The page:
What is the difference between heat and temperature?

Heat is understood from the transit of energy between bodies and can be measured in calories (cal) or joules (j). The temperature is measured in degrees Celsius (ºC), Fahrenheit (ºF) or Kelvin (K) and is related to the level of agitation of molecules.

There are two concepts of thermology, an area of ​​Physics. In it, the concept of heat represents heat energy, the ability of a body, of higher temperature, to transmit part of that energy to others, of lower temperature.

While the concept of temperature, properly speaking, represents the agitation of the molecules or atoms of a substance. The hotter, the greater the movement of atoms and molecules, the colder, the less this movement.

Heat Temperature
Characteristics Transit of molecular kinetic energy from the warmest to the coldest bodies. Level of agitation of molecules and atoms in relation to the thermal state.
How is it to measure? Calculation of the transit of thermal energy between bodies or systems. Thermometers measure the temperature generated from the movement of molecules and atoms.
Units of measure ·         lime (calorie)

·         J (Joule)

·         ºC (degrees Celsius)

·         ºF (degrees Fahrenheit)

·         K (Kelvin)

When someone says “he is hot”, it is a mistake. No one or anything can have heat. Heat is neither possessed nor stored, what the person means refers to a thermal sensation related to the high temperature of the environment.

What is heat?

Heat means the transfer of energy from a warmer system or body to a colder one. The bodies tend to thermal balance. That is, when two or more bodies have different temperatures, that temperature tends to equalize and balance.

For this, the body with the highest temperature gives energy to the one with the lowest. In this way, there is a tendency for both bodies to reach the same temperature, entering thermal equilibrium.

Heat can spread through conduction, convection or irradiation. The first two require physical contact between the bodies, the second acts through the propagation of heat by electromagnetic waves, without requiring contact.

  • Driving. When we heat the end of an iron bar, the heat is conducted and, in a short time, the entire bar will be heated.
  • Convection. A pan with water on the stove creates convection zones, the warmer water rises creating a movement, heating all the liquid.
  • Irradiation. The sun, even without being in contact with the Earth, radiates heat in the form of electromagnetic waves. These waves travel through space and are responsible for the temperature of the planet.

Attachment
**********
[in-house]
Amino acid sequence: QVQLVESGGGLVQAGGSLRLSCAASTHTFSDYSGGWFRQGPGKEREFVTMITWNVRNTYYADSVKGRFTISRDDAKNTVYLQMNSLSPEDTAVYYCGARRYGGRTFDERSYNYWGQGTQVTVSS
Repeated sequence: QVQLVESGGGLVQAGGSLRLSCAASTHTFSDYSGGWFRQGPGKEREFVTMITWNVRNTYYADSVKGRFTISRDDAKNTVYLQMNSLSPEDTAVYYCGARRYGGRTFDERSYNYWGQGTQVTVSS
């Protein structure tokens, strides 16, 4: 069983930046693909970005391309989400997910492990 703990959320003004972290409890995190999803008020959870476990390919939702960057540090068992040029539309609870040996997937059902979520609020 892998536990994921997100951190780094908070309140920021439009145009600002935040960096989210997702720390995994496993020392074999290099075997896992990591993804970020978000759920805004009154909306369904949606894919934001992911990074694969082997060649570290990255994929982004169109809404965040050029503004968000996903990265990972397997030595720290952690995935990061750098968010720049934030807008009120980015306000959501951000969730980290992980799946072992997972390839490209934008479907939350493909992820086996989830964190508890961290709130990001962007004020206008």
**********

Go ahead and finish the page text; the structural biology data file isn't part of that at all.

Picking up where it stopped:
The transfer of thermal energy can be measured in Joule (J) or in calorie (lime). Each calorie represents 4.1868 Joules of energy (1cal = 4.1868J).

These same measures are found in foods and represent the amount of energy they have when we eat them.

What is temperature?

Temperature is a concept in physics that determines the (kinetic) energy of molecules. This energy has an influence on the thermal state of a body (or system).

Within a system, the higher the kinetic energy of the molecules, the higher their temperature. The same goes for the opposite: the smaller the movement of molecules, the colder the system.

For the measurement of temperature, the thermometer is generally used. Thermometers have mercury and their degree of expansion causes the level to indicate the temperature.

These values ​​can be presented in three different scales: Celsius, Fahrenheit and Kelvin. These measurements are based on the melting point (0ºC) and boiling point (100ºC) of water. Therefore, 0ºC = 32ºF = 273K and 100ºC = 212ºF = 373K.

Heat and temperature in Physics

The area of ​​Physics that studies the relationship between thermal energy is called Thermology.

It calculates the transit of thermal energy between systems and the temperature required to change the state of each substance.

Thermology uses the concepts of heat and temperature as the basis for several thermal relationships. For example:

  • Specific heat
  • Sensitive heat
  • Latent heat
  • Thermal capacity
  • Thermal balance
  • Driving
  • Convection
  • Irradiation
  • Heat flow
  • Calorie


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